Association Rule Learning  Part I
Pushpa Sree Potluri ・3 min read
Ever wondered about how retailers are doing
The answer is simple, Association Rule Learning. This technique is used by retailers across the globe to understand customer buying patterns by finding corelation between the products that customers have bought.
Association Rule Learning involves two steps:
 Finding all frequent itemsets
 Generating strong association rules from the frequent itemsets
Finding frequent itemsets can be done either by using the Apriori algorithm or FP Growth algorithm. In this part, we will see how the Apriori algorithm works. Apriori works on the assumption that
"All nonempty subsets of a frequent itemset must also be frequent".
Here is the sample dataset consisting of 9 transactions containing items I1, I2, ..I5.
In order to have a proper understanding of association rule learning, it's better if we know the following metrics:

Support: Support of an item I1 is nothing but the number of transactions containing I1 to the total number of transactions
Support (I1) = Transactions containing I1 / Total transactions = 6 / 9 = 0.66

Confidence: How likely a customer is to purchase item I3 when I1 is purchased.
Confidence (I1 => I3) = Transactions containing both I1 and I3 / Transactions containing I1 = 4 / 6 = 0.66
Now that we are familiar with these terms, let's try to understand the apriori. For this example, I'm taking minimum support count = 2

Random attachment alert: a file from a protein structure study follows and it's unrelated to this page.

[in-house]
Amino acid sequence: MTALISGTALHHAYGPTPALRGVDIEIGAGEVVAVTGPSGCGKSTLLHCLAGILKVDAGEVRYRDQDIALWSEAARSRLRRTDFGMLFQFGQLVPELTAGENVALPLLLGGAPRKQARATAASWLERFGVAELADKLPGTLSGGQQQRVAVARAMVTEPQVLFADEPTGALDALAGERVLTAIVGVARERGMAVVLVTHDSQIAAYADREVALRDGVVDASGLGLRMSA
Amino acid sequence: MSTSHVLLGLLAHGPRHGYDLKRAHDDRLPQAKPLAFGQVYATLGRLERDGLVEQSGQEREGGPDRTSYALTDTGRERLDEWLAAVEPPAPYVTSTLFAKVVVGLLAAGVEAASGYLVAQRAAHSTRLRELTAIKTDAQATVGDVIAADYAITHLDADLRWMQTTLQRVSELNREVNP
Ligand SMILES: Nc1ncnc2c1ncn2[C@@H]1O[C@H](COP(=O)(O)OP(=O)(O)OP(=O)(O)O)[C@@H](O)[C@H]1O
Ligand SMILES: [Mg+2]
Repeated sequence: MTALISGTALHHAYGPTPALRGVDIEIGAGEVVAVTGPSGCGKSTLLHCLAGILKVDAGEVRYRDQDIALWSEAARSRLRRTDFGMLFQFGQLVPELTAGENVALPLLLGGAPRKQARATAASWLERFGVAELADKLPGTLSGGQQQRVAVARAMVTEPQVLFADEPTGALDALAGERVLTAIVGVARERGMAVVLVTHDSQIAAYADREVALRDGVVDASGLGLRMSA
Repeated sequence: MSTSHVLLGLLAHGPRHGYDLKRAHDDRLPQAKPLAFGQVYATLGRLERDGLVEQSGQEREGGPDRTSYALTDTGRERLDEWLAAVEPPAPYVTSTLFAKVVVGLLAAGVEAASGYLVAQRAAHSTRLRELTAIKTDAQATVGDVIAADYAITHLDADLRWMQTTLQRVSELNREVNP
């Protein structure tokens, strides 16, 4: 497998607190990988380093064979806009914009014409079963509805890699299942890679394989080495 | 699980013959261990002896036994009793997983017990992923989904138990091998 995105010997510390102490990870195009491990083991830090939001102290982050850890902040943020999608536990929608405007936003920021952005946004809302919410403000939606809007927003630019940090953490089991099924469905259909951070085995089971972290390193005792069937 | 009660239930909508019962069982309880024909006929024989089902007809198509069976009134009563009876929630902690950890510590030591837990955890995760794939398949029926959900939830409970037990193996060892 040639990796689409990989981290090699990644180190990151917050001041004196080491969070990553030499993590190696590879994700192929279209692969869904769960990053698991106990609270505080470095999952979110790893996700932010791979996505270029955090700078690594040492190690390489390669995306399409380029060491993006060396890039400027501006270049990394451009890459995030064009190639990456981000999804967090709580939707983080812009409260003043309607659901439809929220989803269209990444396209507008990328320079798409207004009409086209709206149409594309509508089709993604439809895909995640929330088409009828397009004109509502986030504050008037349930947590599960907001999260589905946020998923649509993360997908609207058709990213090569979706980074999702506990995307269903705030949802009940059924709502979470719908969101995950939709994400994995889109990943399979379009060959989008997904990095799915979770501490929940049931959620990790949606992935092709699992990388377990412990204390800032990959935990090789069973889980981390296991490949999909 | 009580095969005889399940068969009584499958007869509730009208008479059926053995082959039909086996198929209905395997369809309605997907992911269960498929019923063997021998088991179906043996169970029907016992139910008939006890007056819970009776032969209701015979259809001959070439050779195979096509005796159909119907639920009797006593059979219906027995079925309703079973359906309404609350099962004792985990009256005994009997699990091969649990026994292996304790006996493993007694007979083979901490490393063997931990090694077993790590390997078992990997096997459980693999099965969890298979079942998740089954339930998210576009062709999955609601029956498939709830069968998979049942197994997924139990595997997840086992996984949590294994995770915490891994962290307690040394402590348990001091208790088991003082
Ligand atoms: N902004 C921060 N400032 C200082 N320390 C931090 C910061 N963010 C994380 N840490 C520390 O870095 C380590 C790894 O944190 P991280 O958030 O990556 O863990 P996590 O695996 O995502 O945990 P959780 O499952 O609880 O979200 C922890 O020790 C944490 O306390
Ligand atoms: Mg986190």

Step 1: Find 1frequent itemsets (all the items) and calculate their support counts (nothing but the number of times itemsets have appeared in our transactions)
Step 2: Compare each item support with the minimum support and remove the items having support less than minimum support. Here all the items satisfy the minimum support.
Step 3: From the result we got from table, find 2frequent itemsets
Step 4: Compare each itemset support with the minimum support and remove the itemsets having support less than minimum support.
Step 5: From the result we got from table, find 3frequent itemsets and calculate their support counts
Step 6: Compare each itemset support with the minimum support and remove the itemsets having support less than minimum support.
Step 7: From the result we got from table, find 4frequent itemsets
Step 8: Compare each itemset support with the minimum support and remove the itemsets having support less than minimum support.
Repeat the steps until you get an empty set. Since the 4itemset is not satisfying our minimum support count, we are not generating itemsets anymore.
Once the frequent itemsets are generated, now is the time to generate strong association rules from the itemsets. Association rules can be generated as follows:
 For each frequent itemset l, generate all nonempty subsets s
 For every nonempty subset s, output the rule "s => (ls)"
For this, I'm taking minimum confidence value = 60%
Step 9: Generating all nonempty subsets of an itemset. Here, I am generating all nonempty subsets for an itemset {I1, I2, I5}
Step 10: Generating rules from the nonempty subsets
Step 11: Which rules to consider? For this, we have to take calculate the confidence value for each rule
Consider the first rule in the table I1 => I2∩I5
Confidence = Support count of (I1, I2, I5) / Support Count of I1
= 2 / 6 * 100 = 33.3%
Calculate the confidence for all subsets
After considering the minimum confidence value, rules 3,5 & 6 are strong rules for the itemset {I1, I2, I5}
Step 12: Take the itemset {I1, I2, I3} and followthrough steps 10 & 11
This series consists of
 Apriori algorithm working (Current Post).
 Python implementation of apriori.
 FP Growth algorithm working.
 Python implementation of FP growth.